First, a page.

Biden will evaluate travel restrictions on southern Africa 'week to week'
CDC director signs off on boosters of Johnson & Johnson, Moderna COVID-19 vaccines
More than 50 million Americans are now eligible to get a coronavirus vaccine booster shot from Moderna and Johnson & Johnson after the director of the Centers for Disease Control and Prevention (CDC) late Thursday endorsed recommendations from the agency's outside advisory panel.
There are now booster recommendations for all three available COVID-19 vaccines in the United States.
More than 39 million Moderna recipients and nearly 13 million J&J recipients are eligible for a booster dose as early as Friday. Combined with Pfizer recipients, there are now nearly 100 million Americans who are over the age of 65, or otherwise at risk of severe disease, who are eligible for a booster shot.
"These recommendations are another example of our fundamental commitment to protect as many people as possible from COVID-19," CDC Director Rochelle Walensky said in a statement.
"The evidence shows that all three COVID-19 vaccines authorized in the United States are safe - as demonstrated by the over 400 million vaccine doses already given. And, they are all highly effective in reducing the risk of severe disease, hospitalization, and death, even in the midst of the widely circulating delta variant," Walensky said.
The green light will also allow Americans to choose the brand of booster they receive. Some people may have a preference for the vaccine type that they originally received and others may prefer to get a different booster. CDC's recommendations now allow for this type of mixed dosing for booster shots.
Experts say this flexibility will help providers and states in administering the shots, and smooth over confusing messages over boosters.
Walensky's actions follow unanimous endorsement by the agency's Advisory Committee on Immunization Practices earlier on Thursday, as well as clearance by the Food and Drug Administration (FDA) on Wednesday.
Concerns about the vaccines' waning immunity over time have sparked the push for additional doses to be administered to those most at risk of serious cases of COVID-19 to offer them more protection against the deadly virus. Experts still consider the vaccines to be highly effective, especially against hospitalization and deaths.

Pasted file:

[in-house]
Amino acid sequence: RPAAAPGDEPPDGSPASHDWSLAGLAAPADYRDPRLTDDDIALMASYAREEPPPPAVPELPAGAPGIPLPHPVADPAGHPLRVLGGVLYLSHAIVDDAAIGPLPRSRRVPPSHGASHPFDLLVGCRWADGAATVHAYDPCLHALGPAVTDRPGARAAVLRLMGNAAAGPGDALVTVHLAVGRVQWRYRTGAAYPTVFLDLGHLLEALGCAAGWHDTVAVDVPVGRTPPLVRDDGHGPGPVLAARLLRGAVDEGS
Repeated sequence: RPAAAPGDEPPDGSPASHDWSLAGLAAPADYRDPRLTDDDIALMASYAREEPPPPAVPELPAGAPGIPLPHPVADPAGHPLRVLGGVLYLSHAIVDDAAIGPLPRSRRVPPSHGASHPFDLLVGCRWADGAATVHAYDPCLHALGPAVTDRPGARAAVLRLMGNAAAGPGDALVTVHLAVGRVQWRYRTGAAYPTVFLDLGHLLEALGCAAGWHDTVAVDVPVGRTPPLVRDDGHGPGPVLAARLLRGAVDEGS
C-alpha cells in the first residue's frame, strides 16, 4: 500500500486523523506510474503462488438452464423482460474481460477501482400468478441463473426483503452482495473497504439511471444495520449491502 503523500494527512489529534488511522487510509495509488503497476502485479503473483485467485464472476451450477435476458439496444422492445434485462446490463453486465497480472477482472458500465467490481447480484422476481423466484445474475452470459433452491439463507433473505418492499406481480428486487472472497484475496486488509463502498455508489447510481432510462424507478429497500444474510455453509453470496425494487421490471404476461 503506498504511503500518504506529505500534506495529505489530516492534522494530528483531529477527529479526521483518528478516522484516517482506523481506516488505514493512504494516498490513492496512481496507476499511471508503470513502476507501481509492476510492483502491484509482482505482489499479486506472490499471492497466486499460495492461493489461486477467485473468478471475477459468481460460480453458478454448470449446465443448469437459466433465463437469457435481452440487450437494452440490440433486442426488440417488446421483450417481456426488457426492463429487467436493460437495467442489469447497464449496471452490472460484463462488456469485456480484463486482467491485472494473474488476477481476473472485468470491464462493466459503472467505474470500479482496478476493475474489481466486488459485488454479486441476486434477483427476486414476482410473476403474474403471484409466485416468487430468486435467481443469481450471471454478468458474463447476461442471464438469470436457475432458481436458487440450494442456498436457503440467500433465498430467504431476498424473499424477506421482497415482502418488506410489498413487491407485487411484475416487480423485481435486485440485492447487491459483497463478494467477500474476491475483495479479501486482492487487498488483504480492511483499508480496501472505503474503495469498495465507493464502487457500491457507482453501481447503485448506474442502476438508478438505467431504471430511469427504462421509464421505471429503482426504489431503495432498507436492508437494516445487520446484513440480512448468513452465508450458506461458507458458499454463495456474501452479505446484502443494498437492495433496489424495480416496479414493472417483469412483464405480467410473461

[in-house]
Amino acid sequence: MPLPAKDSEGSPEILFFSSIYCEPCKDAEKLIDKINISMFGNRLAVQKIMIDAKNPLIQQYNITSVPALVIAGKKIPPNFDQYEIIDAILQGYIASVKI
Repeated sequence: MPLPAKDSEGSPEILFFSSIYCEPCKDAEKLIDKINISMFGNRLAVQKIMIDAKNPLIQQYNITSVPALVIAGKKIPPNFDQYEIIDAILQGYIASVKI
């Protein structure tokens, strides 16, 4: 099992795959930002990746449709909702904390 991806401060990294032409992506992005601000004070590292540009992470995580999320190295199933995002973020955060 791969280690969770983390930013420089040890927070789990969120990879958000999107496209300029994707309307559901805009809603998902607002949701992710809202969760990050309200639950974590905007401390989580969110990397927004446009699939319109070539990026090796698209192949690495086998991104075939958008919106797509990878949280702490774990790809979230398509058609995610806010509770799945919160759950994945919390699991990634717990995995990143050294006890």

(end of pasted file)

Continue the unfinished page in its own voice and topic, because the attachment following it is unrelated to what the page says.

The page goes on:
The path to booster authorization has not been without controversy.
In August, President Biden and top health officials, including acting FDA Commissioner Janet Woodcock, Walensky and Surgeon General Vivek Murthy, publicly announced a booster shot program for all three vaccines would begin the week of Sept. 20, well before the FDA and CDC examined the evidence.
The administration initially wanted people to receive boosters beginning eight months after their second shot to reduce transmission amid the spread of the delta variant.
While officials were careful to say the booster program was contingent on the FDA and CDC giving the green light, the move was criticized by scientists inside and outside the government. They argued there wasn't enough evidence that showed protection against severe illness and hospitalization dropped to levels that warranted a booster.
The World Health Organization has also pleaded with wealthy countries to hold off on distributing boosters until poor countries have greater access to initial doses.
Still, opening up eligibility largely fulfills the administration's promise from August that booster shots would be widely available to every person who wants one.
The specific criteria are more limiting than giving boosters to every American, but are permissive enough that anyone who judges themselves at risk can receive a shot.